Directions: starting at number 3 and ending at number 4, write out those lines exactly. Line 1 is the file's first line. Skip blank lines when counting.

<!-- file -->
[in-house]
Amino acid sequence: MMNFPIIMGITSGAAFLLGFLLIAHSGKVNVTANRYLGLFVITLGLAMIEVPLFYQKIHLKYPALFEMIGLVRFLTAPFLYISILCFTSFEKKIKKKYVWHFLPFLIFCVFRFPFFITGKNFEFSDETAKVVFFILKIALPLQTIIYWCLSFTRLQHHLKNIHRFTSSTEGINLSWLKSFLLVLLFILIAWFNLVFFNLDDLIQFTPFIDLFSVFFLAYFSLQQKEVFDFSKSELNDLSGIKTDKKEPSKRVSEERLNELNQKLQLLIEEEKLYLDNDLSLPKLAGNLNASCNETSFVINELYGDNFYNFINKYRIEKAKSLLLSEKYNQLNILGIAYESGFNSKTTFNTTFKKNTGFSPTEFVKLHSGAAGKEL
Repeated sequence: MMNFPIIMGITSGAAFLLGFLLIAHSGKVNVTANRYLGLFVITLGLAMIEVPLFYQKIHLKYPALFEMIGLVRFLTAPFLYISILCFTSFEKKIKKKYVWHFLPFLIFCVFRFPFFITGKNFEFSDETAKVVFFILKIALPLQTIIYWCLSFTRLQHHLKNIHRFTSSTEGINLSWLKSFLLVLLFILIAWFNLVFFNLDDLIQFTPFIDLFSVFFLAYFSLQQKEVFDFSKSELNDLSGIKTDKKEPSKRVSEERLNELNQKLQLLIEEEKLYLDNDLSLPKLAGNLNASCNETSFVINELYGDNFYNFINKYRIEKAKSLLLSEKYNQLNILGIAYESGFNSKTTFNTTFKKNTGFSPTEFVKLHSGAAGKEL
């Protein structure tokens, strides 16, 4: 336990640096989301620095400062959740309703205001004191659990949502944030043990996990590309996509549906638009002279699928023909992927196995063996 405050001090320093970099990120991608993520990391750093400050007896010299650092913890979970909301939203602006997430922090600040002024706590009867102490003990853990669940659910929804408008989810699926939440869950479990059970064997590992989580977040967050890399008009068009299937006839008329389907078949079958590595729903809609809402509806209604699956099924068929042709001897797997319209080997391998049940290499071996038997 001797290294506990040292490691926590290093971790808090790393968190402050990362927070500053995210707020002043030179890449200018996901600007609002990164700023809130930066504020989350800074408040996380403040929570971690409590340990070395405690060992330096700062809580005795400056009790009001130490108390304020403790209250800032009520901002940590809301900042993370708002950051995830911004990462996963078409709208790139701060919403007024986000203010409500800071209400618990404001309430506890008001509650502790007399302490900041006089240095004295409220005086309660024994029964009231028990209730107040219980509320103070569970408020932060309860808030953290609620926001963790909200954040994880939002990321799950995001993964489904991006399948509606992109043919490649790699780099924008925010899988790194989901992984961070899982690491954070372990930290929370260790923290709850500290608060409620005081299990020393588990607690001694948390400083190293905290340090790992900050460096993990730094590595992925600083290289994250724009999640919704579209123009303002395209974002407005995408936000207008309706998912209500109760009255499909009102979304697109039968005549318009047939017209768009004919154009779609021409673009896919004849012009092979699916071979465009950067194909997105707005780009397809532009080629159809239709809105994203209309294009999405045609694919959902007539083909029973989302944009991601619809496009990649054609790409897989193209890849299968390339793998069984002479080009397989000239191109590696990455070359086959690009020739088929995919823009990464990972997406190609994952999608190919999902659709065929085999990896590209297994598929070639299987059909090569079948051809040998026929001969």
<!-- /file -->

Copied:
Repeated sequence: MMNFPIIMGITSGAAFLLGFLLIAHSGKVNVTANRYLGLFVITLGLAMIEVPLFYQKIHLKYPALFEMIGLVRFLTAPFLYISILCFTSFEKKIKKKYVWHFLPFLIFCVFRFPFFITGKNFEFSDETAKVVFFILKIALPLQTIIYWCLSFTRLQHHLKNIHRFTSSTEGINLSWLKSFLLVLLFILIAWFNLVFFNLDDLIQFTPFIDLFSVFFLAYFSLQQKEVFDFSKSELNDLSGIKTDKKEPSKRVSEERLNELNQKLQLLIEEEKLYLDNDLSLPKLAGNLNASCNETSFVINELYGDNFYNFINKYRIEKAKSLLLSEKYNQLNILGIAYESGFNSKTTFNTTFKKNTGFSPTEFVKLHSGAAGKEL
């Protein structure tokens, strides 16, 4: 336990640096989301620095400062959740309703205001004191659990949502944030043990996990590309996509549906638009002279699928023909992927196995063996 405050001090320093970099990120991608993520990391750093400050007896010299650092913890979970909301939203602006997430922090600040002024706590009867102490003990853990669940659910929804408008989810699926939440869950479990059970064997590992989580977040967050890399008009068009299937006839008329389907078949079958590595729903809609809402509806209604699956099924068929042709001897797997319209080997391998049940290499071996038997 001797290294506990040292490691926590290093971790808090790393968190402050990362927070500053995210707020002043030179890449200018996901600007609002990164700023809130930066504020989350800074408040996380403040929570971690409590340990070395405690060992330096700062809580005795400056009790009001130490108390304020403790209250800032009520901002940590809301900042993370708002950051995830911004990462996963078409709208790139701060919403007024986000203010409500800071209400618990404001309430506890008001509650502790007399302490900041006089240095004295409220005086309660024994029964009231028990209730107040219980509320103070569970408020932060309860808030953290609620926001963790909200954040994880939002990321799950995001993964489904991006399948509606992109043919490649790699780099924008925010899988790194989901992984961070899982690491954070372990930290929370260790923290709850500290608060409620005081299990020393588990607690001694948390400083190293905290340090790992900050460096993990730094590595992925600083290289994250724009999640919704579209123009303002395209974002407005995408936000207008309706998912209500109760009255499909009102979304697109039968005549318009047939017209768009004919154009779609021409673009896919004849012009092979699916071979465009950067194909997105707005780009397809532009080629159809239709809105994203209309294009999405045609694919959902007539083909029973989302944009991601619809496009990649054609790409897989193209890849299968390339793998069984002479080009397989000239191109590696990455070359086959690009020739088929995919823009990464990972997406190609994952999608190919999902659709065929085999990896590209297994598929070639299987059909090569079948051809040998026929001969």